Marie von Ebner-Eschenbach

Marie von Ebner-Eschenbach

Ebner-Eschenbach about 1900
Born Baroness Marie Dubský von Třebomyslice.
(1830-09-13)September 13, 1830
Zdislavice Castle, Moravia,
Austrian Empire
Died March 12, 1916(1916-03-12) (aged 85)
Vienna, Austria-Hungary
Occupation Novelist, short story writer, essayist
Period 1858–1909
Genre Drama, narrative, novel, novella, bildungsroman
Notable works Das Gemeindekind, Dorf- und Schlossgeschichten

Baroness Marie von Ebner-Eschenbach (Czech: Marie von Ebner-Eschenbachová, German: Marie Freifrau von Ebner-Eschenbach; September 13, 1830 – March 12, 1916) was an Austrian writer.[1] Noted for her excellent psychological novels, she is regarded—together with Ferdinand von Saar—as one of the most important German-language writers of the latter portion of the 19th century.


She was born at the castle of the Catholic Dubský (Dubský von Třebomyslice) noble family in Zdislavice (present Czech Republic) near Kroměříž in Moravia , the daughter of Baron (from 1843: Count) Dubsky and his wife Maria, née Baroness Vockel, who came from a Protestant-Saxon background. Marie lost her mother in early infancy, but received a careful intellectual training from two stepmothers. In 1848 she married her cousin, the Austrian captain, and subsequent field-marshal, Moritz von Ebner-Eschenbach. The couple resided first in Vienna, then at Louka (Klosterbruck) near Znojmo, where her husband had a military charge, and after 1860 again in Vienna. The marriage was childless.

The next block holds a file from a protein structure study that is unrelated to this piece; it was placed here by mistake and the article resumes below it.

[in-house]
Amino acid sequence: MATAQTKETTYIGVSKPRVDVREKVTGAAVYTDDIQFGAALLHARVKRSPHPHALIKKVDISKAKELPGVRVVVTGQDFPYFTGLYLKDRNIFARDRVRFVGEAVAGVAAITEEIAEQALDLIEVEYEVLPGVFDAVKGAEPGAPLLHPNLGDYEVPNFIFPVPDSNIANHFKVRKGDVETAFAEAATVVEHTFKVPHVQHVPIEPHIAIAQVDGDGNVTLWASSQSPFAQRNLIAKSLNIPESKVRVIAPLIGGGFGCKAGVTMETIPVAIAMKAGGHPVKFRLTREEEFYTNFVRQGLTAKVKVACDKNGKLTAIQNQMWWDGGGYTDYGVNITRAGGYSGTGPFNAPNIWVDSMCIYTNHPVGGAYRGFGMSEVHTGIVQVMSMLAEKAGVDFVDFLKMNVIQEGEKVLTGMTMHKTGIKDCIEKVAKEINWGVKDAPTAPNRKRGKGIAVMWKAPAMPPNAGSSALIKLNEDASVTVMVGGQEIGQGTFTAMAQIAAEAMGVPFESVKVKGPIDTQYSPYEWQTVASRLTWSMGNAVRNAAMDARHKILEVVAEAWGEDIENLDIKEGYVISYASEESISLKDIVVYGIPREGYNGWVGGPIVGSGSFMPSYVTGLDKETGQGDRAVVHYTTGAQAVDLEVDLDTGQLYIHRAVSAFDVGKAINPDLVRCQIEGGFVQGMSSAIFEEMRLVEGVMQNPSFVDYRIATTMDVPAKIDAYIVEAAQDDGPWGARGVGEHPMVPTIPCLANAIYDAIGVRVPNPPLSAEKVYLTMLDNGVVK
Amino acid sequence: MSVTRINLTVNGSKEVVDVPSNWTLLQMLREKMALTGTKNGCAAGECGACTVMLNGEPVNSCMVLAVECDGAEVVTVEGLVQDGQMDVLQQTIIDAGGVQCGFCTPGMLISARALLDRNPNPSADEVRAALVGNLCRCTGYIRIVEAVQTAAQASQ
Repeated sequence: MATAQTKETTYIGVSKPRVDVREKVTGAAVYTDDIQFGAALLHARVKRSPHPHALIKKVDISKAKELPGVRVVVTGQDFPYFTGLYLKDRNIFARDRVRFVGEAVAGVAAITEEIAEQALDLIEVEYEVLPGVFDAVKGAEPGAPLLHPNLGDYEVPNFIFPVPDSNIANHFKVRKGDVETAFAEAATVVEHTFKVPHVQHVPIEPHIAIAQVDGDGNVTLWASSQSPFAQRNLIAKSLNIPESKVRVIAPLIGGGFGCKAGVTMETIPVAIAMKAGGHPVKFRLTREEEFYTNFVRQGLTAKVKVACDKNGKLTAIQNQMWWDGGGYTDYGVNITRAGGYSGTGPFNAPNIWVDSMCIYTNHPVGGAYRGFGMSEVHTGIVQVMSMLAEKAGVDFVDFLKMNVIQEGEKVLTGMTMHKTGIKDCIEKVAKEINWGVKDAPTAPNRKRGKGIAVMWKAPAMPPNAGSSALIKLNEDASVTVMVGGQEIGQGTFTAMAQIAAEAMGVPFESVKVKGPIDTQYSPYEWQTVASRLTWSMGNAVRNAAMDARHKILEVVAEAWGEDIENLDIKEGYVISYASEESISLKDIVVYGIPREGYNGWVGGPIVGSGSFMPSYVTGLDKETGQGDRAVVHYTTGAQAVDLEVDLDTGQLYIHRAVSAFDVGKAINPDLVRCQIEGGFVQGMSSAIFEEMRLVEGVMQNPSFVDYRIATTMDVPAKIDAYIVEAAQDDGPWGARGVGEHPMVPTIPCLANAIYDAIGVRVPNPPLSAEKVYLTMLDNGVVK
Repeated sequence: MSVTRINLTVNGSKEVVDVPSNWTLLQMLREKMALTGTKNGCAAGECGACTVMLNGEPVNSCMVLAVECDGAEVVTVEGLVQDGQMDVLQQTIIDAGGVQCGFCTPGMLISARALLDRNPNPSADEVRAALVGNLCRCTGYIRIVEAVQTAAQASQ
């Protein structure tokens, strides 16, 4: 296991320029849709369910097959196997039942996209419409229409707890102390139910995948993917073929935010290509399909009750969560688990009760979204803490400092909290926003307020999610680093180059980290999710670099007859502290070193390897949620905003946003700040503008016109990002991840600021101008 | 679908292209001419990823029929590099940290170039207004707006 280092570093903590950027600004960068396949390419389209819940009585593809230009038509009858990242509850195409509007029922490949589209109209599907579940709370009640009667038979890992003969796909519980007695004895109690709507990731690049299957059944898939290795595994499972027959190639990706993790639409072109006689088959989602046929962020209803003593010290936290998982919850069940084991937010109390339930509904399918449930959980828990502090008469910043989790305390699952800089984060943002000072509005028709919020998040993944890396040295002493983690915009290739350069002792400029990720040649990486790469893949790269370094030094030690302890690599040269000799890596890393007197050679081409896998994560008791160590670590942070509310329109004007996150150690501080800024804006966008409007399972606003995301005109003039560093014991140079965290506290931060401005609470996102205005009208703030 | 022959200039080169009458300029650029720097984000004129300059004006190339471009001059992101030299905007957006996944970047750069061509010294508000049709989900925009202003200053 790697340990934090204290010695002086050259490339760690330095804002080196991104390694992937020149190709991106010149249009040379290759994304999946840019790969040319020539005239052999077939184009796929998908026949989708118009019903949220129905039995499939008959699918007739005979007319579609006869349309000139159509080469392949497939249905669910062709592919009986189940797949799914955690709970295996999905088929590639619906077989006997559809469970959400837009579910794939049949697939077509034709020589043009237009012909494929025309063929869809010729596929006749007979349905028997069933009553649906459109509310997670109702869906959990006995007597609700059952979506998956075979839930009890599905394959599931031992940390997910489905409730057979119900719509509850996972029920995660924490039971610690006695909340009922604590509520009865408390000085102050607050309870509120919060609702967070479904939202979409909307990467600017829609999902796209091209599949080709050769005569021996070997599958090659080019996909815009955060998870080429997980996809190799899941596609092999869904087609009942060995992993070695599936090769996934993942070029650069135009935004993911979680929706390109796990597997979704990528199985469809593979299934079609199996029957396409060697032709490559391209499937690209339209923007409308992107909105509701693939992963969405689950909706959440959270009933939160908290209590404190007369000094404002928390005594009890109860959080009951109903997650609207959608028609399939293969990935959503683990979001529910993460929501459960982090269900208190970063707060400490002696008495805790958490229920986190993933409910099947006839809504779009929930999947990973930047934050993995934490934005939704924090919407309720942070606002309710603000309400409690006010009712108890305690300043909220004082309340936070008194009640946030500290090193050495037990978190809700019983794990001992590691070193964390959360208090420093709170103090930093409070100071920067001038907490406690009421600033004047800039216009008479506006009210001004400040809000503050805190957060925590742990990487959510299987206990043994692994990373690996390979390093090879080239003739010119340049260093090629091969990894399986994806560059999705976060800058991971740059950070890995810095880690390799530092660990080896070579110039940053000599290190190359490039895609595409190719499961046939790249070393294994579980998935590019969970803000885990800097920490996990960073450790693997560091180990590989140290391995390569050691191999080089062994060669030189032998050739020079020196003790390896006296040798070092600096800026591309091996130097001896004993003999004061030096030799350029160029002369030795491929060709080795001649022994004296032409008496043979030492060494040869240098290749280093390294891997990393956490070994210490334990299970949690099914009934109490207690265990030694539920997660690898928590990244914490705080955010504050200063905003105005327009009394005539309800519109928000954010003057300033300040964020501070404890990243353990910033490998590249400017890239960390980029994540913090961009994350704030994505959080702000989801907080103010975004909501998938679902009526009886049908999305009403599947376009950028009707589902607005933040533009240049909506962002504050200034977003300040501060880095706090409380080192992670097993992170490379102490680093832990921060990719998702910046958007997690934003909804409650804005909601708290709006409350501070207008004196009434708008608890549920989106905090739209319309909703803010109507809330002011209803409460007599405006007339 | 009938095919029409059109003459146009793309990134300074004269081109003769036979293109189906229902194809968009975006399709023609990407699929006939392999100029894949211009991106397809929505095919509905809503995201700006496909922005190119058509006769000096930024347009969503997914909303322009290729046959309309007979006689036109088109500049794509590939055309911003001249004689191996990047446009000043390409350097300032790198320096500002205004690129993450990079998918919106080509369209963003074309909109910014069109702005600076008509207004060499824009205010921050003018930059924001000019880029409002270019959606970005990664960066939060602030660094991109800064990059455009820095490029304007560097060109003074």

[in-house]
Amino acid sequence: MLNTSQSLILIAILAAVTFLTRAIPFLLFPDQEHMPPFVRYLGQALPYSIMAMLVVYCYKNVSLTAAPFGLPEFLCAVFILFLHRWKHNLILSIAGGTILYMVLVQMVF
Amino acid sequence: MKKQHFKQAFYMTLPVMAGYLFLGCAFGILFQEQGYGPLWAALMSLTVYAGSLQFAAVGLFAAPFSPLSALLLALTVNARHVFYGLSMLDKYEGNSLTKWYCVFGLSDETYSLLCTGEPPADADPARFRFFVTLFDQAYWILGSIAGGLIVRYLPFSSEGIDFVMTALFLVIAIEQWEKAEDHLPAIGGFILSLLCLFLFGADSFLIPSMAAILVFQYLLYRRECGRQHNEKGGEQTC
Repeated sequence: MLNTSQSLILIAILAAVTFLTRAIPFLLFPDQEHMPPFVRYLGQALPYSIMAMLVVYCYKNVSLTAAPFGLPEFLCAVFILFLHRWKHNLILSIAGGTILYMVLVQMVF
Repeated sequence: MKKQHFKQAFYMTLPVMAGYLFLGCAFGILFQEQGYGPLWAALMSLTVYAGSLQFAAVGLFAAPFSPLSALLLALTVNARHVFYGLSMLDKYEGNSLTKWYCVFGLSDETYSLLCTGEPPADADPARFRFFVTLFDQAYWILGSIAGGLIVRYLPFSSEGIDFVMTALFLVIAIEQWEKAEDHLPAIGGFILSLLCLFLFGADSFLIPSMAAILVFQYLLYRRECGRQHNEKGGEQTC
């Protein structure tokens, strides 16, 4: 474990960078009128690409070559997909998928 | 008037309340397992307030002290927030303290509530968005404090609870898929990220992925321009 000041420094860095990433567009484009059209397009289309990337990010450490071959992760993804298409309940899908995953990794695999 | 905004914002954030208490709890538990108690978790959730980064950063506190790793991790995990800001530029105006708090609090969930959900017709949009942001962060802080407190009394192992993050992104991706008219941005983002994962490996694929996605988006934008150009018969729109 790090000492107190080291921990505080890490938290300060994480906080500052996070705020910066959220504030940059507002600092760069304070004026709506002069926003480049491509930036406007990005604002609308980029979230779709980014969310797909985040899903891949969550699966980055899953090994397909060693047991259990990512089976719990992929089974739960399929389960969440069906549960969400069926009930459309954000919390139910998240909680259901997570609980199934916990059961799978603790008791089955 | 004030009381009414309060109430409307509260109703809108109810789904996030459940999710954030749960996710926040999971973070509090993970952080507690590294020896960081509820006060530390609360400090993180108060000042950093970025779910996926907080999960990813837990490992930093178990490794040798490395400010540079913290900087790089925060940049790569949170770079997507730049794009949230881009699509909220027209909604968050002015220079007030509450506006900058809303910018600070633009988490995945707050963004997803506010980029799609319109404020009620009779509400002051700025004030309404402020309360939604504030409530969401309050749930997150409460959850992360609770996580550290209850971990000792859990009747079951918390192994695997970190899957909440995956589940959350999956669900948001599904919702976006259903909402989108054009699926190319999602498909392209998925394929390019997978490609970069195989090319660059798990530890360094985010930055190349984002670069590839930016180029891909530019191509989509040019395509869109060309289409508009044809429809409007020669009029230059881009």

Marie von Ebner Eschenbach in 1840s
Marie von Ebner Eschenbach, 1851
Marie von Ebner-Eschenbach with husband Moritz von Ebner-Eschenbach, c. 1865

Marie began devoting herself to literary work. In her endeavours she received assistance and encouragement from Franz Grillparzer and Freiherr von Münch-Bellinghausen. Her first publicized work was the drama Maria Stuart in Scotland (German: Maria Stuart in Schottland), which Philipp Eduard Devrient produced at the Karlsruhe theatre in 1860. Then came a tragedy in five acts, Marie Roland, with several one-act dramas: Doktor Ritter, Violets (German: Das Veilchen), and The Disconsolate One.

After these limited successes in the field of drama, she turned to narrative. Commencing with Die Prinzessin von Banalien (1872), she graphically depicts in Božena (Stuttgart, 1876, 4th ed. 1899) and Das Gemeindekind (Berlin, 1887, 4th ed. 1900) the surroundings of her Moravian home, and in Lotti, die Uhrmacherin (Berlin, 1883, 4th ed. 1900), Zwei Comtessen (Berlin, 1885, 5th ed. 1898), Unsühnbar (1890, 5th ed. 1900) and Glaubenslos? (1893) the life of the Austrian aristocracy in town and country.

She also published Neue Erzählungen (Berlin, 1881, 3rd ed. 1894), Aphorismen (Berlin, 1880, 4th ed. 1895) and Parabeln, Märchen und Gedichte (2nd ed., Berlin, 1892). Von Ebner-Eschenbach's elegance of style, her incisive wit and masterly depiction of character give her a foremost place among the German women writers of her time. On the occasion of her 70th birthday the university of Vienna conferred upon her the degree of doctor of philosophy, honoris causa. An edition of Marie von Ebner-Eschenbach's Gesammelte Schriften (Collected Works) began to appear in 1893 (Berlin).

She died in Vienna, Austria-Hungary.



  1. Regarding personal names: Freifrau (Baroness) is a title rather than a first or middle name. It denotes the wife of a Freiherr.


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